Posts tagged analytics teams
Spring Analytics Symposium in Review – Portland, OR 2019

Nearly 200 of IIA’s clients, analytics experts, and members of the analytics community gathered in Portland, Oregon this week for the spring Analytics Symposium. IIA also hosted its first Women in Analytics networking event, an interactive Analytics Workshop, and introduced two tracks of sessions to bring the most value to attendees. This blog covers key themes of the conference and highlights from each session.

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Three Steps for Creating the Analytics Dream Team

Building your team is hard work. Finding the right skills, the right personalities, the right types of motivation to build a team that works well together like a well-oiled machine… feels almost impossible at times. So what do you do? We at International Institute for Analytics (IIA) have been answering that question for our clients for as long as we can remember. In this blog, we are going to share three key strategies we have learned working with analytics teams of all sizes and maturity.

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Article Review: The New Job Description for Data Scientists

The New Job Description for Data Scientists, an InformationWeek article by Rich Wagner, outlines important trends about the future of data scientists and their role in analytics functions. This blog covers key takeaways from Wagner’s article and three recommendations for analytics leaders based on the trends discussed.

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Don't Mistake a Legacy Skillset for a Legacy Mindset

It goes without saying that the analytics and data science space is undergoing change at an unprecedented pace. At the same time, many organizations have a lot of people who are still working in the same way using the same skills they have had for years. Organizations certainly need to move beyond those legacy skillsets and the need for a skills update is real. However, I see many organizations assuming that those with legacy skillsets are no longer valuable and must be replaced. This is a mistake. There is a huge difference between a legacy skillset and a legacy mindset. The two are not the same!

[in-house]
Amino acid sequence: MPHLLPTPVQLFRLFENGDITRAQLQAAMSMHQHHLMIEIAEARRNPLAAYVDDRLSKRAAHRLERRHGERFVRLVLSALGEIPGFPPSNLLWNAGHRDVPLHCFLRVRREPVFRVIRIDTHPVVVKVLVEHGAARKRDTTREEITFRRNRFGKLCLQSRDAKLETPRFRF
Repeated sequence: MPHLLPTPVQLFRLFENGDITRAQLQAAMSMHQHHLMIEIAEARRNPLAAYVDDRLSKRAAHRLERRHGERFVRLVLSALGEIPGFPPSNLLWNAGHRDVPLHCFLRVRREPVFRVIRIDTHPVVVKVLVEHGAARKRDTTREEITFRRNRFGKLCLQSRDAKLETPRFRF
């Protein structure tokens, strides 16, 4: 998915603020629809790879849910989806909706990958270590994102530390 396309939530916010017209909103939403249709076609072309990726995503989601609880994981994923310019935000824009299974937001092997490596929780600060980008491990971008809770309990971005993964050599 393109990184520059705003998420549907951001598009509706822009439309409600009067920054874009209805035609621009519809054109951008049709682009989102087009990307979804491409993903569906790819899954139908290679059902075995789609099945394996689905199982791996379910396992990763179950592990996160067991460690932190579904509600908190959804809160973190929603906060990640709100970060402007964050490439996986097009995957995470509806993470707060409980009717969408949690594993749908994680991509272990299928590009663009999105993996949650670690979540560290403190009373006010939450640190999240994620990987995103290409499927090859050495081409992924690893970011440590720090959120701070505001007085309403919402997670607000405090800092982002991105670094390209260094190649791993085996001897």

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Do You Need a Ph.D. to Run Analytics or Data Science?

While we are supportive of companies’ efforts to hire quantitative Ph.D.’s to practice data science, we believe that most firms are better off hiring people with other types of training and general management skills to manage analytics and data science groups. Why? Because there are a series of traits that make for effective managers of such groups, and most Ph.D.’s don’t tend to have them. We describe ten of those traits in this blog, and the reasons why they are unlikely to be found in the average doctoral degree holder. The list of traits may be useful for anyone seeking to hire a leader of analytics or data science functions-whether they are considering Ph.D.’s or not.

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5 Things New Analytics Leaders Should do to Succeed

Any new leader in any field will have to face several challenges in the first few months on the job if he or she is to succeed. IIA co-founder Tom Davenport and I discussed some of the challenges analytics leaders face and what they can do to ensure success. While the action steps apply broadly, we focused on how they apply specifically within the realm of analytics.

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A New Chapter in the Analytics Journey

Every individual and enterprise travels a unique journey in the pursuit of analytics. In my case I could never have predicted how my journey would unfold when I first entered the workforce over 20 years ago. The rise of analytics as a strategic imperative and the explosion of career opportunities within the field far surpass what I expected coming out of school. I feel very lucky to have had such a terrific journey so far and will be interested to look back 20 years from now and see what happens from here.

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How Analytics is Evolving Like the Medical Field

It used to be that a doctor was a doctor for the most part. Even a century ago, unless you lived in a large city, people likely had a town doctor who handled most every type of ailment and guided most any type of treatment. Given the limited medical knowledge and lack of sophisticated treatment options during this time, these generalists could often provide a level of care that was comparable to the best available. Today, that is no longer true in medicine and a similar trend is playing out in analytics.

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